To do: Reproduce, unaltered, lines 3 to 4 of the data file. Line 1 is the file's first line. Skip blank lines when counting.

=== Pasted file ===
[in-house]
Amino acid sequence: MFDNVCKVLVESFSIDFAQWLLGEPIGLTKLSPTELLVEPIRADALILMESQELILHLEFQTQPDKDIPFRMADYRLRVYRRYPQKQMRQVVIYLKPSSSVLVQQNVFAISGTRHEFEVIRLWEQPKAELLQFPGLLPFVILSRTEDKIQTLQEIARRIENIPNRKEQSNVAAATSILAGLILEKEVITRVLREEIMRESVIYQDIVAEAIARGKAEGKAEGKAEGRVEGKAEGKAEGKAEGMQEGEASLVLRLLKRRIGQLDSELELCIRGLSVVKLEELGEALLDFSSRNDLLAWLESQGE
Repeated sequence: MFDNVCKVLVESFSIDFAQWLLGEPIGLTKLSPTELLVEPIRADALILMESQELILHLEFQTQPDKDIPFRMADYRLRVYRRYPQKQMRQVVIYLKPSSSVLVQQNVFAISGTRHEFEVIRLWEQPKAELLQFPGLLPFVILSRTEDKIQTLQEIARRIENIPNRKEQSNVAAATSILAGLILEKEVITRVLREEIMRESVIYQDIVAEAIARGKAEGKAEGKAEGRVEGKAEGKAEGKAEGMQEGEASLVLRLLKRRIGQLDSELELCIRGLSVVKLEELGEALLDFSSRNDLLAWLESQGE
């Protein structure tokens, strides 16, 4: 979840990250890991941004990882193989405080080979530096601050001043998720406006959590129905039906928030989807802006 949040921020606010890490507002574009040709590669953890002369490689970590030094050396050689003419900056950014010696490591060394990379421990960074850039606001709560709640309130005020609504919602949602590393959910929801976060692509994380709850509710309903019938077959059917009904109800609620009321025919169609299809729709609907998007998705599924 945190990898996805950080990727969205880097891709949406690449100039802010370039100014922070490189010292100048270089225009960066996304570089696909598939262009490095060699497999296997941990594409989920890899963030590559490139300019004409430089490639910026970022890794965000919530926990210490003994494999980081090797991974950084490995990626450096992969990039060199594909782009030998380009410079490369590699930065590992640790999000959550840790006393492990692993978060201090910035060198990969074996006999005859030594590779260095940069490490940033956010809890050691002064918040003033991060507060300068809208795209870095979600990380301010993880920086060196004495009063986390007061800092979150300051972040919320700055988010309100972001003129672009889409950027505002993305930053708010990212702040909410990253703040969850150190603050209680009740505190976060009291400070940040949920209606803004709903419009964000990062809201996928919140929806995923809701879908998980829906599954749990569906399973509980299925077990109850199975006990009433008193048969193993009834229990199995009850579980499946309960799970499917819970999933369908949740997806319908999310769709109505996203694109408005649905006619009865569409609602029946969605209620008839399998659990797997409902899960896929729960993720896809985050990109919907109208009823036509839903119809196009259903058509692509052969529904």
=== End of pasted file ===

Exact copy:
Repeated sequence: MFDNVCKVLVESFSIDFAQWLLGEPIGLTKLSPTELLVEPIRADALILMESQELILHLEFQTQPDKDIPFRMADYRLRVYRRYPQKQMRQVVIYLKPSSSVLVQQNVFAISGTRHEFEVIRLWEQPKAELLQFPGLLPFVILSRTEDKIQTLQEIARRIENIPNRKEQSNVAAATSILAGLILEKEVITRVLREEIMRESVIYQDIVAEAIARGKAEGKAEGKAEGRVEGKAEGKAEGKAEGMQEGEASLVLRLLKRRIGQLDSELELCIRGLSVVKLEELGEALLDFSSRNDLLAWLESQGE
């Protein structure tokens, strides 16, 4: 979840990250890991941004990882193989405080080979530096601050001043998720406006959590129905039906928030989807802006 949040921020606010890490507002574009040709590669953890002369490689970590030094050396050689003419900056950014010696490591060394990379421990960074850039606001709560709640309130005020609504919602949602590393959910929801976060692509994380709850509710309903019938077959059917009904109800609620009321025919169609299809729709609907998007998705599924 945190990898996805950080990727969205880097891709949406690449100039802010370039100014922070490189010292100048270089225009960066996304570089696909598939262009490095060699497999296997941990594409989920890899963030590559490139300019004409430089490639910026970022890794965000919530926990210490003994494999980081090797991974950084490995990626450096992969990039060199594909782009030998380009410079490369590699930065590992640790999000959550840790006393492990692993978060201090910035060198990969074996006999005859030594590779260095940069490490940033956010809890050691002064918040003033991060507060300068809208795209870095979600990380301010993880920086060196004495009063986390007061800092979150300051972040919320700055988010309100972001003129672009889409950027505002993305930053708010990212702040909410990253703040969850150190603050209680009740505190976060009291400070940040949920209606803004709903419009964000990062809201996928919140929806995923809701879908998980829906599954749990569906399973509980299925077990109850199975006990009433008193048969193993009834229990199995009850579980499946309960799970499917819970999933369908949740997806319908999310769709109505996203694109408005649905006619009865569409609602029946969605209620008839399998659990797997409902899960896929729960993720896809985050990109919907109208009823036509839903119809196009259903058509692509052969529904």